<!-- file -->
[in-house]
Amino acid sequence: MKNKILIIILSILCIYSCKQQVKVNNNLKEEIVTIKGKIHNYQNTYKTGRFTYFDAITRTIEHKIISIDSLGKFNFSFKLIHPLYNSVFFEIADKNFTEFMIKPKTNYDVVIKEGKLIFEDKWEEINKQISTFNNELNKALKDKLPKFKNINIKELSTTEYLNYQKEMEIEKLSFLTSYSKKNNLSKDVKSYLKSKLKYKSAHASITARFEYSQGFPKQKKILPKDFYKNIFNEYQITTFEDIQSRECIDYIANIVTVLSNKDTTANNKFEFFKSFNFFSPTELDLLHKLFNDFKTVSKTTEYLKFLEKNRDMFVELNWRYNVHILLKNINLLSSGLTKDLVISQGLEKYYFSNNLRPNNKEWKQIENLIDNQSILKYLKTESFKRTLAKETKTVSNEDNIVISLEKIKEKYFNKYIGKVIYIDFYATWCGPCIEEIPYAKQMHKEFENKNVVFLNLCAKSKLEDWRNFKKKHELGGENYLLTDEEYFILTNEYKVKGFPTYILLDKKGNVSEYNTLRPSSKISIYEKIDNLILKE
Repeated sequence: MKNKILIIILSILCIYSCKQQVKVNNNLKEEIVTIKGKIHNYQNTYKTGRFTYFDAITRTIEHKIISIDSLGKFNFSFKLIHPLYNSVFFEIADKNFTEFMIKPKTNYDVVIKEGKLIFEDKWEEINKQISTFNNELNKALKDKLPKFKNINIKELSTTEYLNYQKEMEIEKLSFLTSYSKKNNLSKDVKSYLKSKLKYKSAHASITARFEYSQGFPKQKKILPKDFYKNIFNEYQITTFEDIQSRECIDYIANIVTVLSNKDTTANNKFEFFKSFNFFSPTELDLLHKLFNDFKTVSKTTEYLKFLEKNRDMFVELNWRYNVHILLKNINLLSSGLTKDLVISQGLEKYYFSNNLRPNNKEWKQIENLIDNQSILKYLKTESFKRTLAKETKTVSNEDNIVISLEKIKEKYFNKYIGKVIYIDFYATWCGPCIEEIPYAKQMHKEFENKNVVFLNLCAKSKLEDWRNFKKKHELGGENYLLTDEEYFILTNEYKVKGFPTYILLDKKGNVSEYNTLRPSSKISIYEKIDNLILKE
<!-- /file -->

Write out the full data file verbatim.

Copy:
[in-house]
Amino acid sequence: MKNKILIIILSILCIYSCKQQVKVNNNLKEEIVTIKGKIHNYQNTYKTGRFTYFDAITRTIEHKIISIDSLGKFNFSFKLIHPLYNSVFFEIADKNFTEFMIKPKTNYDVVIKEGKLIFEDKWEEINKQISTFNNELNKALKDKLPKFKNINIKELSTTEYLNYQKEMEIEKLSFLTSYSKKNNLSKDVKSYLKSKLKYKSAHASITARFEYSQGFPKQKKILPKDFYKNIFNEYQITTFEDIQSRECIDYIANIVTVLSNKDTTANNKFEFFKSFNFFSPTELDLLHKLFNDFKTVSKTTEYLKFLEKNRDMFVELNWRYNVHILLKNINLLSSGLTKDLVISQGLEKYYFSNNLRPNNKEWKQIENLIDNQSILKYLKTESFKRTLAKETKTVSNEDNIVISLEKIKEKYFNKYIGKVIYIDFYATWCGPCIEEIPYAKQMHKEFENKNVVFLNLCAKSKLEDWRNFKKKHELGGENYLLTDEEYFILTNEYKVKGFPTYILLDKKGNVSEYNTLRPSSKISIYEKIDNLILKE
Repeated sequence: MKNKILIIILSILCIYSCKQQVKVNNNLKEEIVTIKGKIHNYQNTYKTGRFTYFDAITRTIEHKIISIDSLGKFNFSFKLIHPLYNSVFFEIADKNFTEFMIKPKTNYDVVIKEGKLIFEDKWEEINKQISTFNNELNKALKDKLPKFKNINIKELSTTEYLNYQKEMEIEKLSFLTSYSKKNNLSKDVKSYLKSKLKYKSAHASITARFEYSQGFPKQKKILPKDFYKNIFNEYQITTFEDIQSRECIDYIANIVTVLSNKDTTANNKFEFFKSFNFFSPTELDLLHKLFNDFKTVSKTTEYLKFLEKNRDMFVELNWRYNVHILLKNINLLSSGLTKDLVISQGLEKYYFSNNLRPNNKEWKQIENLIDNQSILKYLKTESFKRTLAKETKTVSNEDNIVISLEKIKEKYFNKYIGKVIYIDFYATWCGPCIEEIPYAKQMHKEFENKNVVFLNLCAKSKLEDWRNFKKKHELGGENYLLTDEEYFILTNEYKVKGFPTYILLDKKGNVSEYNTLRPSSKISIYEKIDNLILKE